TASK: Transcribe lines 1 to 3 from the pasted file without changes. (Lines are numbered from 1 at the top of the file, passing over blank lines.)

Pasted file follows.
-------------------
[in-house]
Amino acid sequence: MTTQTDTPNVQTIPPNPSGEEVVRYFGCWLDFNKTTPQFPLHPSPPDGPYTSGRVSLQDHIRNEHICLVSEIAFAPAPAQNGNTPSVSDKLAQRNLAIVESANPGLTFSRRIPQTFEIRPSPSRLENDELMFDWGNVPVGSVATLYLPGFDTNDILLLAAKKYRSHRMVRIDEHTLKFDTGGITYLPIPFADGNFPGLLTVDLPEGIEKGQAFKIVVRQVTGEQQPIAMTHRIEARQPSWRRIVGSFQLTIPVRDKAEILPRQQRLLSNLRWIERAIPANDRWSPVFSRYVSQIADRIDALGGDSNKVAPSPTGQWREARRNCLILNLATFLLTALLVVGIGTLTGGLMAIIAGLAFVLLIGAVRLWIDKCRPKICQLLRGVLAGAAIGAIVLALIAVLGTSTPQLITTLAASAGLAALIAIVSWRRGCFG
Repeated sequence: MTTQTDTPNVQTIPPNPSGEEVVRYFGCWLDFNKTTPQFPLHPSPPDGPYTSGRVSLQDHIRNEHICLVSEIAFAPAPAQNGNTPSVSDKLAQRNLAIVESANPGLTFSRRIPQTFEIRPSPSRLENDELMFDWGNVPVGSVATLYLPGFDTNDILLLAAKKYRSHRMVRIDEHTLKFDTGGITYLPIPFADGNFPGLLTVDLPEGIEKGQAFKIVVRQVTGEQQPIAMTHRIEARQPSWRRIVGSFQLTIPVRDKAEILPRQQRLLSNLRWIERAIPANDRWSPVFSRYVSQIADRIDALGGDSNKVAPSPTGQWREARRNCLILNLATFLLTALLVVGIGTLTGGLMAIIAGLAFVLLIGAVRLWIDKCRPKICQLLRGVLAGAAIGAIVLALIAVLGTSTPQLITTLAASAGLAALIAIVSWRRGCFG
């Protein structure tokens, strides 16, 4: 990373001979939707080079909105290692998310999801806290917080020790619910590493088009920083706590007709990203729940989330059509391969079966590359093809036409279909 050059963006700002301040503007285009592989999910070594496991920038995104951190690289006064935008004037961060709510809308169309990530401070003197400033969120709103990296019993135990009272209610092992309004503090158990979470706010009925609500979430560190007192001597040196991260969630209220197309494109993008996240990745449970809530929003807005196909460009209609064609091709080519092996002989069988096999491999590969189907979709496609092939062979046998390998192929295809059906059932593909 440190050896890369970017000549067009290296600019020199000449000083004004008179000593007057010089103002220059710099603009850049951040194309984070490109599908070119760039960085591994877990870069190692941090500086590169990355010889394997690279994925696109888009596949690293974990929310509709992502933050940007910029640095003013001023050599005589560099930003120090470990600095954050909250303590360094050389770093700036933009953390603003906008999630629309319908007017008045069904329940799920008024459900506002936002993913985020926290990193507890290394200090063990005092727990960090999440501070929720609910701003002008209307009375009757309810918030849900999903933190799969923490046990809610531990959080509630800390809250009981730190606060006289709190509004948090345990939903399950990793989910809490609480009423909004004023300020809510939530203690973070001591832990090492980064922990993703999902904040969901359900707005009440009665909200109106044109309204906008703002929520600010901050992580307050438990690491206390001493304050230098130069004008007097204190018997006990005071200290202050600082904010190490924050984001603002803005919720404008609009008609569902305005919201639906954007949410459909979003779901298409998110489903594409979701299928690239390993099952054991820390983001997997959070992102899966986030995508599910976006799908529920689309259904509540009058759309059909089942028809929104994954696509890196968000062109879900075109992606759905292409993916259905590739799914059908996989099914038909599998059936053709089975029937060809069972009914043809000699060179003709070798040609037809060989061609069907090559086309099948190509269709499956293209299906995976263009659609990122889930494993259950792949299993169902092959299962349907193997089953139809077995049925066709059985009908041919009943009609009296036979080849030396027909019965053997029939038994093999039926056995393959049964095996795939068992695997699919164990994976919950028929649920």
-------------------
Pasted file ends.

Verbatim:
[in-house]
Amino acid sequence: MTTQTDTPNVQTIPPNPSGEEVVRYFGCWLDFNKTTPQFPLHPSPPDGPYTSGRVSLQDHIRNEHICLVSEIAFAPAPAQNGNTPSVSDKLAQRNLAIVESANPGLTFSRRIPQTFEIRPSPSRLENDELMFDWGNVPVGSVATLYLPGFDTNDILLLAAKKYRSHRMVRIDEHTLKFDTGGITYLPIPFADGNFPGLLTVDLPEGIEKGQAFKIVVRQVTGEQQPIAMTHRIEARQPSWRRIVGSFQLTIPVRDKAEILPRQQRLLSNLRWIERAIPANDRWSPVFSRYVSQIADRIDALGGDSNKVAPSPTGQWREARRNCLILNLATFLLTALLVVGIGTLTGGLMAIIAGLAFVLLIGAVRLWIDKCRPKICQLLRGVLAGAAIGAIVLALIAVLGTSTPQLITTLAASAGLAALIAIVSWRRGCFG
Repeated sequence: MTTQTDTPNVQTIPPNPSGEEVVRYFGCWLDFNKTTPQFPLHPSPPDGPYTSGRVSLQDHIRNEHICLVSEIAFAPAPAQNGNTPSVSDKLAQRNLAIVESANPGLTFSRRIPQTFEIRPSPSRLENDELMFDWGNVPVGSVATLYLPGFDTNDILLLAAKKYRSHRMVRIDEHTLKFDTGGITYLPIPFADGNFPGLLTVDLPEGIEKGQAFKIVVRQVTGEQQPIAMTHRIEARQPSWRRIVGSFQLTIPVRDKAEILPRQQRLLSNLRWIERAIPANDRWSPVFSRYVSQIADRIDALGGDSNKVAPSPTGQWREARRNCLILNLATFLLTALLVVGIGTLTGGLMAIIAGLAFVLLIGAVRLWIDKCRPKICQLLRGVLAGAAIGAIVLALIAVLGTSTPQLITTLAASAGLAALIAIVSWRRGCFG